The earliest artificial reactor was the Chicago Pile experimental reactor, built as part of the WW2 Manhattan Project to build an atomic bomb. It used about 50 tonnes of Uranium, with graphite as a moderator, and produced half a watt of power.
We would classify it as a solid Uranium fuelled, thermal spectrum, graphite moderated, experimental, real reactor.
Pressurised and Boiling Water reactors
After WW2 the United States developed a nuclear reactor as propulsion for submarines, allowing them to stay submerged for days or weeks at a time and to cross oceans without surfacing, unlike earlier diesel-electric designs which had limited range and duration while submerged.
The USS Nautilus was the first nuclear powered submarine, launched in 1954. It used a Pressurised Water Reactor. PWRs were used at the US' first commercial power station at Shippingport (which also later housed a Thorium-fuelled thermal breeder reactor).
Pressurised Water Reactors are widely used in the USA, France, Germany, Russia, China, South Korea and many other countries, as well as in military submarines and aircraft carriers, and icebreakers.
See also the US Nuclear Regulatory Commission's PWR page
Boiling Water Reactors are similar to PWRs but have a simpler heat transfer/cooling system. They are widely used in Japan, including in the Fukushima Daiichi reactors which suffered meltdowns after being hit by the tsunami generated by the 2011 Tohoku earthquake.
See also the US Nuclear Regulatory Commission's BWR page
PWRs and BWRs are solid, low-enriched-Uranium fuelled, thermal spectrum using light water as moderator and heat transfer medium, designed to produce electricity.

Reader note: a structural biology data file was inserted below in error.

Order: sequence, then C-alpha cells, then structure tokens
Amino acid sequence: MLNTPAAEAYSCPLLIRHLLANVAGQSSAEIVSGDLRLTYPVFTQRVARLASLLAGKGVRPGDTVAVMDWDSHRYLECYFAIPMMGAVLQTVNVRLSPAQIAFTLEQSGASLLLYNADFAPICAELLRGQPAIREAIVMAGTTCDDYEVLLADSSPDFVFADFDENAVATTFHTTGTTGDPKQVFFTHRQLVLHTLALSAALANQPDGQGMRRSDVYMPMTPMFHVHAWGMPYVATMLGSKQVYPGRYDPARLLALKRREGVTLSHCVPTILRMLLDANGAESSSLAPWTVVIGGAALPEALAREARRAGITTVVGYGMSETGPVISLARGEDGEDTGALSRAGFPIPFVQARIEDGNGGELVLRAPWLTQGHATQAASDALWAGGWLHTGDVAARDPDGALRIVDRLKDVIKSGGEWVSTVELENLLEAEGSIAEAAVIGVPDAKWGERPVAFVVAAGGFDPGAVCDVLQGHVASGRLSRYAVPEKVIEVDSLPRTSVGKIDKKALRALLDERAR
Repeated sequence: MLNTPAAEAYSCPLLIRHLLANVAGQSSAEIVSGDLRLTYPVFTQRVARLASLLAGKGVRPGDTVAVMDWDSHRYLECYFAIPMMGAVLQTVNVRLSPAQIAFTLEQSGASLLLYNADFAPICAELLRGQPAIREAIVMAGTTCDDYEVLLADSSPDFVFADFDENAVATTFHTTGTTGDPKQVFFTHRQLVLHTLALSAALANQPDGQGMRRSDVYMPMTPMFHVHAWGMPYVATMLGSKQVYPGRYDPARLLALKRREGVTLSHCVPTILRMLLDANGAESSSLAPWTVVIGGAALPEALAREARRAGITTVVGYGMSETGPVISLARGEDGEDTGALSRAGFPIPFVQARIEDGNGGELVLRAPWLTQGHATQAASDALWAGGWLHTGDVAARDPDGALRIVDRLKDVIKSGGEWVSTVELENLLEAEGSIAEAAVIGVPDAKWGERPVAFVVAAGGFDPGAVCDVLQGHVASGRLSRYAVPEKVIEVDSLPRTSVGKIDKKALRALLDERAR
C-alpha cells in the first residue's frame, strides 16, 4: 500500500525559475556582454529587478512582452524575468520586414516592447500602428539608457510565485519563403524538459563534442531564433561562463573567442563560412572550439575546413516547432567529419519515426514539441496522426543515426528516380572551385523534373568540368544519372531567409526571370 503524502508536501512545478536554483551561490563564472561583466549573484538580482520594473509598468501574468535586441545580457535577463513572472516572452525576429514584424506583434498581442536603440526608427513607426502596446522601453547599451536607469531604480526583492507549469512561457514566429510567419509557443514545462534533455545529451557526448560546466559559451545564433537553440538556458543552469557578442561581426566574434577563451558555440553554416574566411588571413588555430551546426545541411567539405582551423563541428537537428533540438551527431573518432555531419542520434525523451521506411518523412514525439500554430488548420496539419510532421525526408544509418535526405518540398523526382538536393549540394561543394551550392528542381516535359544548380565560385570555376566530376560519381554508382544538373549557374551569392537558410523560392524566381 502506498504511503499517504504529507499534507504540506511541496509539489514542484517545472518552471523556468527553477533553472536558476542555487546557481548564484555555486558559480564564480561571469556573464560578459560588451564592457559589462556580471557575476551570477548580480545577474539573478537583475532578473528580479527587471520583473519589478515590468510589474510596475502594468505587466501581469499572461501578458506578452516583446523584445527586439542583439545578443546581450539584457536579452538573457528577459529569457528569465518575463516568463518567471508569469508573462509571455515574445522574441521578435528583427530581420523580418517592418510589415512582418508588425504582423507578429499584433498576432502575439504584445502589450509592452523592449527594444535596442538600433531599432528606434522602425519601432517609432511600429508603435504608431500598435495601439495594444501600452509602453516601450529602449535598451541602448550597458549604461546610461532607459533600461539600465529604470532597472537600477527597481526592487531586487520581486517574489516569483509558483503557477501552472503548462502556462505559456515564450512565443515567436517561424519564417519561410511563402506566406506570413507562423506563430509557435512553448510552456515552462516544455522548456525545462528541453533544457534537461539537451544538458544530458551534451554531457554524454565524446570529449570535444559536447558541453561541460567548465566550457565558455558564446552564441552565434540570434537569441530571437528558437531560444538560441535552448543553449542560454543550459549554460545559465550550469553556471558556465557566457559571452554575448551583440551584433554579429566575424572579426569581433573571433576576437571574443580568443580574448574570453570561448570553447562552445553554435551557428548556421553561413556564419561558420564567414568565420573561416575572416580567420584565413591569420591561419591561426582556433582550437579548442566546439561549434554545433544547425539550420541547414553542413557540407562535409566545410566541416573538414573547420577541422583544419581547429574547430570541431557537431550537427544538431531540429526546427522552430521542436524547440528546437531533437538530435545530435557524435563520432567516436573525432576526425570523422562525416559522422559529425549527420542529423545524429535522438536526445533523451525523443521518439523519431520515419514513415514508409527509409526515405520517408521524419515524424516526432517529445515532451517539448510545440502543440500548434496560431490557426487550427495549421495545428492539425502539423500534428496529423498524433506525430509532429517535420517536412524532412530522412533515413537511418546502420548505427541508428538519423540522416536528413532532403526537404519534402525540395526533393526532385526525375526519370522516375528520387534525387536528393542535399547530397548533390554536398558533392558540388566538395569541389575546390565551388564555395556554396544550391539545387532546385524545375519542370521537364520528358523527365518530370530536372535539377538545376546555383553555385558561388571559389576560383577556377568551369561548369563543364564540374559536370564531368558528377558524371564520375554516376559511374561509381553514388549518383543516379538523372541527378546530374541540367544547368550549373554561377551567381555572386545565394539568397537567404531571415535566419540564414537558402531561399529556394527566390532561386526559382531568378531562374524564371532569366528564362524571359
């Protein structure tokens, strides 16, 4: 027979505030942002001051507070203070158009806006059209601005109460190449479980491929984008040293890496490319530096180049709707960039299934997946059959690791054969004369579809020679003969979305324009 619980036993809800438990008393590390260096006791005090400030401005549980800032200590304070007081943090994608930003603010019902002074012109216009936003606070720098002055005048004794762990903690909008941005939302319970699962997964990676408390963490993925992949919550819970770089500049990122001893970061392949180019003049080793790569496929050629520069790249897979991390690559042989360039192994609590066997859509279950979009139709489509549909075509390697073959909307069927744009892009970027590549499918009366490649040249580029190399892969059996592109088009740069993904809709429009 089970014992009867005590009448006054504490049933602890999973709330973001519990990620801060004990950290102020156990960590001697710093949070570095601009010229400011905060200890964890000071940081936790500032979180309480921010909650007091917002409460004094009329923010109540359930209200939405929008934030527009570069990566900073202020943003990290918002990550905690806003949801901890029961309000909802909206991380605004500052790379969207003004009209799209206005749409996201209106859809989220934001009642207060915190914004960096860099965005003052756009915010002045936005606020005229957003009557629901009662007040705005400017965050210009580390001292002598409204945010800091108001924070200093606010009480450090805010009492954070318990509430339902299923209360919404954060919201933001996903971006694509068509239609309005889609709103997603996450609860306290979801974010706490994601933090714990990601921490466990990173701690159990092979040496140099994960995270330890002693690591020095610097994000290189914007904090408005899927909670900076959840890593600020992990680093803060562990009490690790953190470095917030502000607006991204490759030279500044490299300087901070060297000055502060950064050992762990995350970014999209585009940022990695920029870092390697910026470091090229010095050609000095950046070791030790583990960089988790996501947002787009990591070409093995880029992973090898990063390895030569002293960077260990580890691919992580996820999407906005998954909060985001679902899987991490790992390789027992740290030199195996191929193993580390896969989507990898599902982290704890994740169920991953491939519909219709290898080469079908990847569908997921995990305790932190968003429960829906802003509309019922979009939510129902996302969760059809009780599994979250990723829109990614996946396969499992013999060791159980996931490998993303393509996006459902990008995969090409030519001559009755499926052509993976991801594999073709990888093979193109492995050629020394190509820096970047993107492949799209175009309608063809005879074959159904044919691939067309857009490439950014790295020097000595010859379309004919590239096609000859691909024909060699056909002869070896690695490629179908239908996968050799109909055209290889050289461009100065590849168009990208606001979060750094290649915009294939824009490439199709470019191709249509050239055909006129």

Magnox and AGRs
After the war Britain built gas-cooled graphite-moderated pile reactors using un-enriched ("natural") Uranium, at Windscale (one of which suffered a near-catastrophic fire in 1957). These led to the design of Britain's Magnox reactor, which was used in the first commercial-scale power reactor in the world at Calder Hall (at what is now called the Sellafield nuclear plant).
Magnox reactors are solid, natural Uranium fuelled, thermal spectrum using graphite as moderator and CO
2 as heat transfer medium, designed to produce plutonium as well as electricity.
The Advanced Gas-cooled Reactor is a development of the Magnox intended to be better at producing electricity whilst dropping the function of producing plutonium.
AGRs are solid, low-enriched-Uranium fuelled, thermal spectrum using graphite as moderator and CO
2 as heat transfer medium, designed to produce electricity.
For more on the AGR see How an AGR power station works by British Energy Group plc, 2006
The basic Canada Deuterium Uranium design is a pressurised water reactor using solid, natural Uranium fuel, thermal spectrum using heavy water as moderator and heat transfer medium to generate electricity.
See also the University of Calgary's page on CANDU reactors on their Energy Education website.
In a post on Facebook by Christoffer Keyfor his friend Chris Adlam says of the CANDU:
Back in the 1950's while the US and the rest of the world were hotly pursuing atomic weapons, Canada, who had no desire for nuclear arms, saw the power of the atom as a way to produce abundant and inexpensive electricity. Atomic Energy Canada Limited (AECL) was the Federal thinktank comprised of brilliant engineers whose goal was exactly that: come up with a nuclear reactor that didn't require enrichment (we didn't have enrichment capability because we didn't have a nuclear arms program) and whose purpose was to be used for power generation.